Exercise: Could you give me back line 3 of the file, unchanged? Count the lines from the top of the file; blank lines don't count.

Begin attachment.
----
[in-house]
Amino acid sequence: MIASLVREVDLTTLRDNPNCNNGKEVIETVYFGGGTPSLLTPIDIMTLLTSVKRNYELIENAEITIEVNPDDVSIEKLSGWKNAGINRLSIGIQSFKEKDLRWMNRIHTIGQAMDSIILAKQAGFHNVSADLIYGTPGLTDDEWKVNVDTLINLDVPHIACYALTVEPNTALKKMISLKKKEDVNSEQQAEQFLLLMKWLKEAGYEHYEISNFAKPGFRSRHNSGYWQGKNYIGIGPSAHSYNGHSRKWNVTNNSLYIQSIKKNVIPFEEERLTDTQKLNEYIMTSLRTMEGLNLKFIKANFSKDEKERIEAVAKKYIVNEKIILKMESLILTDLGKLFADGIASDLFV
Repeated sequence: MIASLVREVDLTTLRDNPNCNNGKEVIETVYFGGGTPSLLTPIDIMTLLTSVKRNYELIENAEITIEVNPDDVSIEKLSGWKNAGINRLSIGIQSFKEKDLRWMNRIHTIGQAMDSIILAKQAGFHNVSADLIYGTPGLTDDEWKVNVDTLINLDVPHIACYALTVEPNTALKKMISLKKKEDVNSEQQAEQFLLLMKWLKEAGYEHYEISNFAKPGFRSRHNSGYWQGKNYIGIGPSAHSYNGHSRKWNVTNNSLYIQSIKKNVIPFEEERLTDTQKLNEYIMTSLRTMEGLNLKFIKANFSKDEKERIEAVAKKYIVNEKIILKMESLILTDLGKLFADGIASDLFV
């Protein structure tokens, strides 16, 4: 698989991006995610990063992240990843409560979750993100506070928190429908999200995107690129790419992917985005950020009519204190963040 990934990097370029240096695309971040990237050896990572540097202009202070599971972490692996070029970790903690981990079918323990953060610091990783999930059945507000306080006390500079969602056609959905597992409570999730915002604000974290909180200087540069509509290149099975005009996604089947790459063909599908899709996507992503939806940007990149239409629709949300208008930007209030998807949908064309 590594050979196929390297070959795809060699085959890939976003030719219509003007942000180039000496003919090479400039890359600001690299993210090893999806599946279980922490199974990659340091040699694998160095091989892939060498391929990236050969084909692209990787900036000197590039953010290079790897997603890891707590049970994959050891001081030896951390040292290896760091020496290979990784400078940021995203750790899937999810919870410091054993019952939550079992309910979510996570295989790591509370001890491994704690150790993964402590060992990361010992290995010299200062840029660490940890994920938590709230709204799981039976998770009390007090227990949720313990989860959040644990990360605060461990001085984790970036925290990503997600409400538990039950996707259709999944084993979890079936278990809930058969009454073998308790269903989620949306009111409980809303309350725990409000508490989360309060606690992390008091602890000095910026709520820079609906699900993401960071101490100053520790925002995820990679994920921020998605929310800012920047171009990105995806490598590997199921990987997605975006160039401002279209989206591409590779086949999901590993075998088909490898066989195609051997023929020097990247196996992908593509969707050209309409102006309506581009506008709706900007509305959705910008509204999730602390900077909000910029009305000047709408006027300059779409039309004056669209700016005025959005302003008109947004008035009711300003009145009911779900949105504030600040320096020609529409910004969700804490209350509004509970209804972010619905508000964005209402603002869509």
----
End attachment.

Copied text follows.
Repeated sequence: MIASLVREVDLTTLRDNPNCNNGKEVIETVYFGGGTPSLLTPIDIMTLLTSVKRNYELIENAEITIEVNPDDVSIEKLSGWKNAGINRLSIGIQSFKEKDLRWMNRIHTIGQAMDSIILAKQAGFHNVSADLIYGTPGLTDDEWKVNVDTLINLDVPHIACYALTVEPNTALKKMISLKKKEDVNSEQQAEQFLLLMKWLKEAGYEHYEISNFAKPGFRSRHNSGYWQGKNYIGIGPSAHSYNGHSRKWNVTNNSLYIQSIKKNVIPFEEERLTDTQKLNEYIMTSLRTMEGLNLKFIKANFSKDEKERIEAVAKKYIVNEKIILKMESLILTDLGKLFADGIASDLFV